Hazardous Chemicals in Labs

Chapter 296-828, WAC

Effective Date: 4/1/06


WAC 296-828-300


For printing

Action level

An airborne concentration of a hazardous substance that's calculated as an 8-hour time-weighted average, and initiates certain requirements to be followed such as exposure monitoring or medical surveillance.


See "Select carcinogen"

Chemical hygiene officer

An employee designated by the employer who is qualified by training or experience to provide technical guidance in the development and implementation of the chemical hygiene plan. This definition isn't intended to place limitations on the designated employee's position description or job classification within the employer's organization.

Chemical hygiene plan

A written program developed and implemented by the employer that establishes procedures, equipment, personal protective equipment, and work practices to protect employees from the health hazards of the chemicals used in the laboratory.


Any container, except for pipes or piping systems that contains a hazardous substance. For example, it can be any of the following:






-Reaction vessel

-Storage tank


Any part of a calendar day.

Designated representative

Any one of the following:

-Any individual or organization to which an employee gives written authorization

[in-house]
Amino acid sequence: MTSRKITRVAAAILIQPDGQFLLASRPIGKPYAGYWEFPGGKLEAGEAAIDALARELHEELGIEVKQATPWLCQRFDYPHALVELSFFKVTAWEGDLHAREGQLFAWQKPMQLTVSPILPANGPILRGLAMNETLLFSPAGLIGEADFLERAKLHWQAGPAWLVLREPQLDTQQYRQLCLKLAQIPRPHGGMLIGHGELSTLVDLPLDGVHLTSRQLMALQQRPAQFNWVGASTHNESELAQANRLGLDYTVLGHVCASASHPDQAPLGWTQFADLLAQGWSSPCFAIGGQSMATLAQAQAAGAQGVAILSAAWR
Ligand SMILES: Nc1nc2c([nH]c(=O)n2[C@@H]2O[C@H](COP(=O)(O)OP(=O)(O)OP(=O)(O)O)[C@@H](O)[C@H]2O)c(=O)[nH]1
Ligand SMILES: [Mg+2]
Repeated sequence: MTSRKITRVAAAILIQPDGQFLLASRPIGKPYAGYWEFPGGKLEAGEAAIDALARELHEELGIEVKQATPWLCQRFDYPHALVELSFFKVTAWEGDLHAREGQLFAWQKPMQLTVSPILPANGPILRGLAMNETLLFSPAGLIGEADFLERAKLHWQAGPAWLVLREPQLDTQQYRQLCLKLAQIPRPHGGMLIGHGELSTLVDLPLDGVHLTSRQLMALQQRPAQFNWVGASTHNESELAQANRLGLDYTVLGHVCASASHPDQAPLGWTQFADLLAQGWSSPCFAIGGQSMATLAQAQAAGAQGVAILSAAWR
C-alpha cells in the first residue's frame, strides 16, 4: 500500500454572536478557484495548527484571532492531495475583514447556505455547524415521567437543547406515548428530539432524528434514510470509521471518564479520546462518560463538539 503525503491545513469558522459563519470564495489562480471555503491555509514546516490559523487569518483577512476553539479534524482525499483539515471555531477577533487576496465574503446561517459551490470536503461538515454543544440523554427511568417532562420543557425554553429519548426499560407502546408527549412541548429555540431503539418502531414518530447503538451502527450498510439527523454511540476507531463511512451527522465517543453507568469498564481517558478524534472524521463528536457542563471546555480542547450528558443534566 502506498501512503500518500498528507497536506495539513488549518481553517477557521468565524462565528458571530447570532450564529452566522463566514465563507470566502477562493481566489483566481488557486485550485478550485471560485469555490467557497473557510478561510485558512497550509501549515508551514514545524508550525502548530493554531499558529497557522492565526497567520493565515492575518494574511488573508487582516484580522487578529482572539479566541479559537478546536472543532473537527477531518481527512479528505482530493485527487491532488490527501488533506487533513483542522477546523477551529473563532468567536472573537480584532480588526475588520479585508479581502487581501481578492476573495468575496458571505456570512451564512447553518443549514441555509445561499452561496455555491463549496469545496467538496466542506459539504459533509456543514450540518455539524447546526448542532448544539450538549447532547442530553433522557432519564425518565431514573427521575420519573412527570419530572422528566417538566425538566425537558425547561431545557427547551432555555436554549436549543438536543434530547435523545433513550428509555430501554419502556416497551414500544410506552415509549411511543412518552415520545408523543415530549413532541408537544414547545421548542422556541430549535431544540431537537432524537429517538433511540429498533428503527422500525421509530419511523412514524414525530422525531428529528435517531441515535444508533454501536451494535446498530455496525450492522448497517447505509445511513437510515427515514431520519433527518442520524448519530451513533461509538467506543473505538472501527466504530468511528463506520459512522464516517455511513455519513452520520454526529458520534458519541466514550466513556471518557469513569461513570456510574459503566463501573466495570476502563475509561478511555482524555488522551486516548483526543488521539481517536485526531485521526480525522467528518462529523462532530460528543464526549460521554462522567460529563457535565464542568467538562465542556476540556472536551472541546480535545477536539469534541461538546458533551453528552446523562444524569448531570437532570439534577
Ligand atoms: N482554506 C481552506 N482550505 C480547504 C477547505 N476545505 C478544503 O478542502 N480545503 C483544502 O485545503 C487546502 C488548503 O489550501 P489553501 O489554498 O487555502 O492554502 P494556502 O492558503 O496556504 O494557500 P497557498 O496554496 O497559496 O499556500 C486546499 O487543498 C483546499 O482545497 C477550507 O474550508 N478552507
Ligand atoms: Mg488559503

-A recognized or certified collective bargaining agent without regard to written employee authorization

-The legal representative of a deceased or legally incapacitated employee.


Any event that could or does result in the unexpected, significant release of a hazardous substance. Examples of emergencies include equipment failure, container rupture, or control equipment failure.


The contact an employee has with a hazardous substance, whether or not protection is provided by respirators or other personal protective equipment (PPE). Exposure can occur through various routes of entry such as inhalation, ingestion, skin contact, or skin absorption.

Hazardous chemical

A chemical for which there is statistically significant evidence based on at least one study conducted in accordance with established scientific principles that acute or chronic health effects may occur in exposed employees. The term "health hazard" includes chemicals which are carcinogens, toxic or highly toxic agents, reproductive toxins, irritants, corrosives, sensitizers, hepatotoxins, nephrotoxins, neurotoxins, agents which act on the hematopoietic systems, and agents which damage the lungs, skin, eyes, or mucous membranes.


A facility where the "laboratory use of hazardous substances" takes place. A workplace where relatively small amounts of hazardous substances are used on a nonproduction basis.

Laboratory-type hood

A device located in a laboratory, enclosure on 5 sides with a moveable sash or fixed partial enclosed on the remaining side, constructed and maintained to draw air from the laboratory and to prevent or minimize the escape of air contaminants into the laboratory, and allows chemical manipulations to be conducted in the enclosure without insertion of any portion of the employee's body other than hands and arms.



  • Walk-in hoods with adjustable sashes meet the above definition provided that the sashes are adjusted during use so that the airflow and the exhaust of air contaminants aren't compromised and employees don't work inside the enclosure during the release of airborne hazardous substances.